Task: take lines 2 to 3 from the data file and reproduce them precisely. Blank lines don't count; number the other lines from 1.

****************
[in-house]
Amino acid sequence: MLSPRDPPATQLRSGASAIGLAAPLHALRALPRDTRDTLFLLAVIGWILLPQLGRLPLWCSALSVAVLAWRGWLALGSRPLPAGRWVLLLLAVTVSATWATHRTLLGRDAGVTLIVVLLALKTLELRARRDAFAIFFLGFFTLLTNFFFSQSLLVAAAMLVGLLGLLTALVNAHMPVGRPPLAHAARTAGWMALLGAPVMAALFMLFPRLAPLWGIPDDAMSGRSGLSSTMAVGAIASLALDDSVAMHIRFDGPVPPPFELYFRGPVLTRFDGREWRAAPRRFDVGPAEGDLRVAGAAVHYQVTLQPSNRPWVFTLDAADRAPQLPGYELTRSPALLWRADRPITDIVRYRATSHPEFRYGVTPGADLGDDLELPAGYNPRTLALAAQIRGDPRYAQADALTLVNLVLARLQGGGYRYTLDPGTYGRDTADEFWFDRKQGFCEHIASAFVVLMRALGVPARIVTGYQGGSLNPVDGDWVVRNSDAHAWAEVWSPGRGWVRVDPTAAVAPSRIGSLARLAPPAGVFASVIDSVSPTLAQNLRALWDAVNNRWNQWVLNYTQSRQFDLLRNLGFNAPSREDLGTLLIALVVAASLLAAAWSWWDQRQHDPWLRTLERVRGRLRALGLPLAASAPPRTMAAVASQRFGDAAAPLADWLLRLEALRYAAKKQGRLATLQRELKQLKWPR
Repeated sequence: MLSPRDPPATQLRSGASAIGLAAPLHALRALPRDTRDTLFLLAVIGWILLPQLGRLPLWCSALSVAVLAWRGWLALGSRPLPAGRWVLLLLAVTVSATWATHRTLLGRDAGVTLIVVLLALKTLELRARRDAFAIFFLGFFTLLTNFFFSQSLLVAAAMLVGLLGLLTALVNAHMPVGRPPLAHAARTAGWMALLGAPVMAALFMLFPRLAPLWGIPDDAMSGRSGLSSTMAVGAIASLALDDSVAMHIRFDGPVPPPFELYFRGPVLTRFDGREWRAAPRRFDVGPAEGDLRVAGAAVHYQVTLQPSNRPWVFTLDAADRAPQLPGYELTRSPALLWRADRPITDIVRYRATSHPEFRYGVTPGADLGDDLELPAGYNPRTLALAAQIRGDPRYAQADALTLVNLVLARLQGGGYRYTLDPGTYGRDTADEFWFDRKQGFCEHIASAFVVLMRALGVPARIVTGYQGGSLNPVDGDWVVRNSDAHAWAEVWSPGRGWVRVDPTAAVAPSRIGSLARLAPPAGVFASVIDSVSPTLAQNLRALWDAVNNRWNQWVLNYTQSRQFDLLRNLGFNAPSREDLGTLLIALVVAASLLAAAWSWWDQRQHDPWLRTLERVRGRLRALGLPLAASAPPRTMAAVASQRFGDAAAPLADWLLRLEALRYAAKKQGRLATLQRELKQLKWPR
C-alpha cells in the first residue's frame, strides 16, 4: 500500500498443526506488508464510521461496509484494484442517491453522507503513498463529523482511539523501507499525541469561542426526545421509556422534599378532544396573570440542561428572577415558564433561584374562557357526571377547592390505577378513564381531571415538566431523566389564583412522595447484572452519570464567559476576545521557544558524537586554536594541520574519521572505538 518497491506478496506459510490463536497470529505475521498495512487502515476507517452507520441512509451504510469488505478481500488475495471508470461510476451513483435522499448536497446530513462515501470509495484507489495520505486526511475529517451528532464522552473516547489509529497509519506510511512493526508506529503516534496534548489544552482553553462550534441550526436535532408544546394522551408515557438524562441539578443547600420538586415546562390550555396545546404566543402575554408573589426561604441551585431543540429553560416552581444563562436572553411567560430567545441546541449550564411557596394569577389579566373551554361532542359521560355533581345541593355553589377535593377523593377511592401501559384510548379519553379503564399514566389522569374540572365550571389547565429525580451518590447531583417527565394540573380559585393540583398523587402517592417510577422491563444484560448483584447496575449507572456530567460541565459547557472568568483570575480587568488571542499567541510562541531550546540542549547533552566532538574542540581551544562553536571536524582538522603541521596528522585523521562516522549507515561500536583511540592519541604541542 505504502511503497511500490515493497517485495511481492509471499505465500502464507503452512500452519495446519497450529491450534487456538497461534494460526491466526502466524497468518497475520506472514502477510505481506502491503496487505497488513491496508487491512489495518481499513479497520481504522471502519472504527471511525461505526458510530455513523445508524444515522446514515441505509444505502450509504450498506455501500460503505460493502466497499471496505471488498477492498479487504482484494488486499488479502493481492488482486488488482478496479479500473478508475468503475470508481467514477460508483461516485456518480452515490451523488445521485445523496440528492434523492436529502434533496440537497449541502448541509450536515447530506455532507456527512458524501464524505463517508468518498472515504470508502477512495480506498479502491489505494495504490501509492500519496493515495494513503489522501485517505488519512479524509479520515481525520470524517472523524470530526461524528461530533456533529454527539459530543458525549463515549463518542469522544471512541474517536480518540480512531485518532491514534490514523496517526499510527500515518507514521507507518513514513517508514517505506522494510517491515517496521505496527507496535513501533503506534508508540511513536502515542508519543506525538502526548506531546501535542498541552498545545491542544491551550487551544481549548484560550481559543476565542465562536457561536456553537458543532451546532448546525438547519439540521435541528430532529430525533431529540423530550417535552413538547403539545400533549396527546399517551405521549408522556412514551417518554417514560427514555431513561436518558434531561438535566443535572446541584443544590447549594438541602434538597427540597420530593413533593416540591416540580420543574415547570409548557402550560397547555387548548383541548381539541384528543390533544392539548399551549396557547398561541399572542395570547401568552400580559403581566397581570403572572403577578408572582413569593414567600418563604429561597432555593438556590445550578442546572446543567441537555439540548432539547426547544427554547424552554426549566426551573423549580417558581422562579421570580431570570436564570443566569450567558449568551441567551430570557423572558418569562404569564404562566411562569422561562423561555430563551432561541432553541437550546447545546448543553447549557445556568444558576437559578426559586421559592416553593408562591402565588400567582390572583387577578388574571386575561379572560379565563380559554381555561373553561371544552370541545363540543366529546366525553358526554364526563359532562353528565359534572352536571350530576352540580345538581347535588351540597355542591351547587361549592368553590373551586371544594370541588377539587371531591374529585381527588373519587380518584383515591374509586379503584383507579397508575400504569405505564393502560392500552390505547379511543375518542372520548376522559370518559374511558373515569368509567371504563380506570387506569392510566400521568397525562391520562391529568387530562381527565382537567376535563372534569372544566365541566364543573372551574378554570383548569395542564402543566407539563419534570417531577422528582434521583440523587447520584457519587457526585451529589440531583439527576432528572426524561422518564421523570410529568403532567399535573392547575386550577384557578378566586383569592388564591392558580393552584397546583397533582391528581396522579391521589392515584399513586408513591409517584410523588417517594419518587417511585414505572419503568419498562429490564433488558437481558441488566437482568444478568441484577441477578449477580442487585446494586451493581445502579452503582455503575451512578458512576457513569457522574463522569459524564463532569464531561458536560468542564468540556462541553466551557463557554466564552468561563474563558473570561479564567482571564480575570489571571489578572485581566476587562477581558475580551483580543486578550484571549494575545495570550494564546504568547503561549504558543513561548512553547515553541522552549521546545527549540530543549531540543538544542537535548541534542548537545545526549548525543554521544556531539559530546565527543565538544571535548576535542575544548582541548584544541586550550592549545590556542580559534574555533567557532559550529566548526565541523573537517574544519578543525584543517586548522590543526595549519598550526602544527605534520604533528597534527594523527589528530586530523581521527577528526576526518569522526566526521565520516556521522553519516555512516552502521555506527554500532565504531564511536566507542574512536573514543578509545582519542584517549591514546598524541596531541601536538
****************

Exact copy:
Amino acid sequence: MLSPRDPPATQLRSGASAIGLAAPLHALRALPRDTRDTLFLLAVIGWILLPQLGRLPLWCSALSVAVLAWRGWLALGSRPLPAGRWVLLLLAVTVSATWATHRTLLGRDAGVTLIVVLLALKTLELRARRDAFAIFFLGFFTLLTNFFFSQSLLVAAAMLVGLLGLLTALVNAHMPVGRPPLAHAARTAGWMALLGAPVMAALFMLFPRLAPLWGIPDDAMSGRSGLSSTMAVGAIASLALDDSVAMHIRFDGPVPPPFELYFRGPVLTRFDGREWRAAPRRFDVGPAEGDLRVAGAAVHYQVTLQPSNRPWVFTLDAADRAPQLPGYELTRSPALLWRADRPITDIVRYRATSHPEFRYGVTPGADLGDDLELPAGYNPRTLALAAQIRGDPRYAQADALTLVNLVLARLQGGGYRYTLDPGTYGRDTADEFWFDRKQGFCEHIASAFVVLMRALGVPARIVTGYQGGSLNPVDGDWVVRNSDAHAWAEVWSPGRGWVRVDPTAAVAPSRIGSLARLAPPAGVFASVIDSVSPTLAQNLRALWDAVNNRWNQWVLNYTQSRQFDLLRNLGFNAPSREDLGTLLIALVVAASLLAAAWSWWDQRQHDPWLRTLERVRGRLRALGLPLAASAPPRTMAAVASQRFGDAAAPLADWLLRLEALRYAAKKQGRLATLQRELKQLKWPR
Repeated sequence: MLSPRDPPATQLRSGASAIGLAAPLHALRALPRDTRDTLFLLAVIGWILLPQLGRLPLWCSALSVAVLAWRGWLALGSRPLPAGRWVLLLLAVTVSATWATHRTLLGRDAGVTLIVVLLALKTLELRARRDAFAIFFLGFFTLLTNFFFSQSLLVAAAMLVGLLGLLTALVNAHMPVGRPPLAHAARTAGWMALLGAPVMAALFMLFPRLAPLWGIPDDAMSGRSGLSSTMAVGAIASLALDDSVAMHIRFDGPVPPPFELYFRGPVLTRFDGREWRAAPRRFDVGPAEGDLRVAGAAVHYQVTLQPSNRPWVFTLDAADRAPQLPGYELTRSPALLWRADRPITDIVRYRATSHPEFRYGVTPGADLGDDLELPAGYNPRTLALAAQIRGDPRYAQADALTLVNLVLARLQGGGYRYTLDPGTYGRDTADEFWFDRKQGFCEHIASAFVVLMRALGVPARIVTGYQGGSLNPVDGDWVVRNSDAHAWAEVWSPGRGWVRVDPTAAVAPSRIGSLARLAPPAGVFASVIDSVSPTLAQNLRALWDAVNNRWNQWVLNYTQSRQFDLLRNLGFNAPSREDLGTLLIALVVAASLLAAAWSWWDQRQHDPWLRTLERVRGRLRALGLPLAASAPPRTMAAVASQRFGDAAAPLADWLLRLEALRYAAKKQGRLATLQRELKQLKWPR